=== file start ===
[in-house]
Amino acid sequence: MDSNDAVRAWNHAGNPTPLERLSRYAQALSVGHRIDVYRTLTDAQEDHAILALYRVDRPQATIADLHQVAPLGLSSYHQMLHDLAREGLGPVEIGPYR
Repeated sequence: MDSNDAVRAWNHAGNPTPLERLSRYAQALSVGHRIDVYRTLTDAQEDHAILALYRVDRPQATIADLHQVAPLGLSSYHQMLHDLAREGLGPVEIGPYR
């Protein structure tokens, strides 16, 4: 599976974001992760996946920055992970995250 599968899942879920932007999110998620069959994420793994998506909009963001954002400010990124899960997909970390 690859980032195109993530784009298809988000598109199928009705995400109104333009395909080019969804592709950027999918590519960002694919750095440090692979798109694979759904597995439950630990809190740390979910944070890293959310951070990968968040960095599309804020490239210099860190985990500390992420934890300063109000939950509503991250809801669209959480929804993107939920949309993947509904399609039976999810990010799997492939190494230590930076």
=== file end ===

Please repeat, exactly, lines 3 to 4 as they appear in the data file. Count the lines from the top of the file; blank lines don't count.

Repeated sequence: MDSNDAVRAWNHAGNPTPLERLSRYAQALSVGHRIDVYRTLTDAQEDHAILALYRVDRPQATIADLHQVAPLGLSSYHQMLHDLAREGLGPVEIGPYR
């Protein structure tokens, strides 16, 4: 599976974001992760996946920055992970995250 599968899942879920932007999110998620069959994420793994998506909009963001954002400010990124899960997909970390 690859980032195109993530784009298809988000598109199928009705995400109104333009395909080019969804592709950027999918590519960002694919750095440090692979798109694979759904597995439950630990809190740390979910944070890293959310951070990968968040960095599309804020490239210099860190985990500390992420934890300063109000939950509503991250809801669209959480929804993107939920949309993947509904399609039976999810990010799997492939190494230590930076």